The Celebrate Israel Festival on May 31 at Pier 94, slated to be the largest gathering to date of Israeli-Americans in New York.
According to most accounts, the Obama administration is about to reassess its policy of trying to broker peace talks between Israel and the Palestinians.
As has been widely reported, the Palestinians have unilaterally opted to seek recognition from the UN rather than negotiate a settlement of statehood issues through negotiations with Israel. Seizing on Israel’s refusal to release the final 26 of 104 Palestinian terrorists Prime Minister Netanyahu had agreed to free, at America’s behest, in order to woo the Palestinians back to the negotiating table, the Palestinian Authority has filed paperwork with various UN agencies.
A reassessment of American policy is long overdue, but if it is to be meaningful it is crucial that the U.S. not miss the forest for the trees. It should now be clearer than ever that the Palestinians have never finally determined that as a matter of fundamental policy they would seriously seek to negotiate a reasonable settlement of all issues between them and Israel, just as it has been plain for some time now that it was Obama administration policy that fed Palestinian recalcitrance by raising unrealistic expectations.
To be sure, American policy had long opposed the growth of Israeli settlements, but at the same time U.S. policymakers acknowledged that in any negotiated agreement there would be land swaps between Israel and the Palestinians to accommodate the large numbers of Israelis living in the settlements.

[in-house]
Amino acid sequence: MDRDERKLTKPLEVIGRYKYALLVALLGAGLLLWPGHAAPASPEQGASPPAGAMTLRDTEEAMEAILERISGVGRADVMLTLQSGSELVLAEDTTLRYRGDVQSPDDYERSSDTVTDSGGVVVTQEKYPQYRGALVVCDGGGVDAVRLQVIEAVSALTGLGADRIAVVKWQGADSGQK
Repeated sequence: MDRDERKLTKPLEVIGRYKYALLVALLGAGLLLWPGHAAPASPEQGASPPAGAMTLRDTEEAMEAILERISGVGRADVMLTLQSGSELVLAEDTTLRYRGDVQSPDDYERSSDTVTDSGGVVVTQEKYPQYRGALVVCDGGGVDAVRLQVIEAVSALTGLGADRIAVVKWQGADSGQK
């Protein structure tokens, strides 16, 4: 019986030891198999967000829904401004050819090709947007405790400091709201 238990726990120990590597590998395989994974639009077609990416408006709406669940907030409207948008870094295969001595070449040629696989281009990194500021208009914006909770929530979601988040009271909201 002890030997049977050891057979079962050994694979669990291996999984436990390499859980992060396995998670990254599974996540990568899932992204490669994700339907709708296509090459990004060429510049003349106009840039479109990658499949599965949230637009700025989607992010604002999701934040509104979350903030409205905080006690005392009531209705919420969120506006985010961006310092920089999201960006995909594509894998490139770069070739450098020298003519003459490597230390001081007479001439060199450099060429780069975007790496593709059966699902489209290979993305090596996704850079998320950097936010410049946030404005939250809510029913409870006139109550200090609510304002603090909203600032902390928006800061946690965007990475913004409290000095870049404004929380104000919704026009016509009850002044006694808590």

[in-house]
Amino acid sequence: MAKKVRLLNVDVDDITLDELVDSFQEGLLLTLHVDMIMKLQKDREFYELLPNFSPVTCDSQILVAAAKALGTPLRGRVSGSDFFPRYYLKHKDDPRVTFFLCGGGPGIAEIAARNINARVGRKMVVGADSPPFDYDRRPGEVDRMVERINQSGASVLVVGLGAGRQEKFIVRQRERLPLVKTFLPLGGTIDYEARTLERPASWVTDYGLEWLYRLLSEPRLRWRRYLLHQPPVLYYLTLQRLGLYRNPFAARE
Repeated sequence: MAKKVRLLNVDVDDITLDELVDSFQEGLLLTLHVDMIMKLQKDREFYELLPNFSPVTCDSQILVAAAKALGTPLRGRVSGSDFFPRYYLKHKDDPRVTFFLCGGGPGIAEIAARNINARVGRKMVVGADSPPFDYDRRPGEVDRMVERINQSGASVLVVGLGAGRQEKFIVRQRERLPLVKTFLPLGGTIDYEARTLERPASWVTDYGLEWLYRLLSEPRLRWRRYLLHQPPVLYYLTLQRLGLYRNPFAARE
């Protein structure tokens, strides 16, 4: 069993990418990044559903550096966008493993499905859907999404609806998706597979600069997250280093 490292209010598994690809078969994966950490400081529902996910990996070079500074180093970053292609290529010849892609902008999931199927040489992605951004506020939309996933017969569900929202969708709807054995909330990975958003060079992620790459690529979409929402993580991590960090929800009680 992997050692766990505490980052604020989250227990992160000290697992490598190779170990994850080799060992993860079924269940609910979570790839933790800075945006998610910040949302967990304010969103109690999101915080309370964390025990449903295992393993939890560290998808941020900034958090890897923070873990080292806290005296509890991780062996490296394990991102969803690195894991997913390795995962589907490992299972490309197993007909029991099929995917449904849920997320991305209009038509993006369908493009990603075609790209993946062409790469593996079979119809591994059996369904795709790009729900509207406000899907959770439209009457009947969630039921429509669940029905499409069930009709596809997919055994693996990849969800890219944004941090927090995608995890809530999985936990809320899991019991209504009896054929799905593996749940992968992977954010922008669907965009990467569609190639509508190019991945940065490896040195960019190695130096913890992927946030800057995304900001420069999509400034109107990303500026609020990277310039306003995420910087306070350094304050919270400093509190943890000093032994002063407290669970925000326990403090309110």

This policy reflected the American position on UN Resolution 242, adopted after the Six-Day War; namely, that the land for peace formula it embodied was focused on providing Israel with defensible borders, with the parameters of a future Palestinian state a secondary matter.
However, President Obama changed the terms of the debate. His first secretary of state, Hillary Rodham Clinton, declared that settlement construction must stop, “no ifs ands or buts,” with no mention of Israeli security concerns. And when the president himself declared the “ ‘67 lines” would be the “framework” for the negotiations, he in essence proclaimed the presumptive legitimacy of a Palestinian state in terms of a specific landmass subject to relatively minor adjustments.